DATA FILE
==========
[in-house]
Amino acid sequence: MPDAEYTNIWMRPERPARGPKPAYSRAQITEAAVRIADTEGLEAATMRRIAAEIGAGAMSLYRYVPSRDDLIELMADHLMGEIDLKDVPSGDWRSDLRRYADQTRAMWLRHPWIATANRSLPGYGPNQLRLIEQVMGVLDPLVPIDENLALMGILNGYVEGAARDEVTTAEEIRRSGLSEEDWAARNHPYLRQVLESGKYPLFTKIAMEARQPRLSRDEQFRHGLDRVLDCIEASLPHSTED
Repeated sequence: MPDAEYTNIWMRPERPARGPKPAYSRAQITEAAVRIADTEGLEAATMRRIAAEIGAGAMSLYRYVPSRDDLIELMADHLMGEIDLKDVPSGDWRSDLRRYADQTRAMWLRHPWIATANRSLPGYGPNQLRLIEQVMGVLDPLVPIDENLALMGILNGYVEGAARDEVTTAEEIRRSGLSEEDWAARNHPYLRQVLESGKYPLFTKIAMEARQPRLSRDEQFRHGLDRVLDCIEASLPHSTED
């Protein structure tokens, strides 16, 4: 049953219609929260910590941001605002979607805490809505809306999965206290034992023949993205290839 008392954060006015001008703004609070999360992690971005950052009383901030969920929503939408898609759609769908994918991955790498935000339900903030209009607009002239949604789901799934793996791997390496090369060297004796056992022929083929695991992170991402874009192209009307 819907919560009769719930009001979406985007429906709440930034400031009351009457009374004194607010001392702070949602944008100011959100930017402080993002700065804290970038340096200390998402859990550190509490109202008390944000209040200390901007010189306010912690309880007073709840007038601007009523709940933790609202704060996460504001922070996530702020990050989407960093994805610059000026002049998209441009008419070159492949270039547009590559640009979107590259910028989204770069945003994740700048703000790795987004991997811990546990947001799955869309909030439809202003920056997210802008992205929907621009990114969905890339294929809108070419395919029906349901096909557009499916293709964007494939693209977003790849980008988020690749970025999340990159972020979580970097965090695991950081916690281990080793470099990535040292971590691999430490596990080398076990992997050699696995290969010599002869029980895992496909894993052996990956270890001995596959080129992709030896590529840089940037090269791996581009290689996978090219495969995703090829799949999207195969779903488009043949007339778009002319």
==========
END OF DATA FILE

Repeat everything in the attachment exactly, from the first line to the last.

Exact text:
[in-house]
Amino acid sequence: MPDAEYTNIWMRPERPARGPKPAYSRAQITEAAVRIADTEGLEAATMRRIAAEIGAGAMSLYRYVPSRDDLIELMADHLMGEIDLKDVPSGDWRSDLRRYADQTRAMWLRHPWIATANRSLPGYGPNQLRLIEQVMGVLDPLVPIDENLALMGILNGYVEGAARDEVTTAEEIRRSGLSEEDWAARNHPYLRQVLESGKYPLFTKIAMEARQPRLSRDEQFRHGLDRVLDCIEASLPHSTED
Repeated sequence: MPDAEYTNIWMRPERPARGPKPAYSRAQITEAAVRIADTEGLEAATMRRIAAEIGAGAMSLYRYVPSRDDLIELMADHLMGEIDLKDVPSGDWRSDLRRYADQTRAMWLRHPWIATANRSLPGYGPNQLRLIEQVMGVLDPLVPIDENLALMGILNGYVEGAARDEVTTAEEIRRSGLSEEDWAARNHPYLRQVLESGKYPLFTKIAMEARQPRLSRDEQFRHGLDRVLDCIEASLPHSTED
């Protein structure tokens, strides 16, 4: 049953219609929260910590941001605002979607805490809505809306999965206290034992023949993205290839 008392954060006015001008703004609070999360992690971005950052009383901030969920929503939408898609759609769908994918991955790498935000339900903030209009607009002239949604789901799934793996791997390496090369060297004796056992022929083929695991992170991402874009192209009307 819907919560009769719930009001979406985007429906709440930034400031009351009457009374004194607010001392702070949602944008100011959100930017402080993002700065804290970038340096200390998402859990550190509490109202008390944000209040200390901007010189306010912690309880007073709840007038601007009523709940933790609202704060996460504001922070996530702020990050989407960093994805610059000026002049998209441009008419070159492949270039547009590559640009979107590259910028989204770069945003994740700048703000790795987004991997811990546990947001799955869309909030439809202003920056997210802008992205929907621009990114969905890339294929809108070419395919029906349901096909557009499916293709964007494939693209977003790849980008988020690749970025999340990159972020979580970097965090695991950081916690281990080793470099990535040292971590691999430490596990080398076990992997050699696995290969010599002869029980895992496909894993052996990956270890001995596959080129992709030896590529840089940037090269791996581009290689996978090219495969995703090829799949999207195969779903488009043949007339778009002319």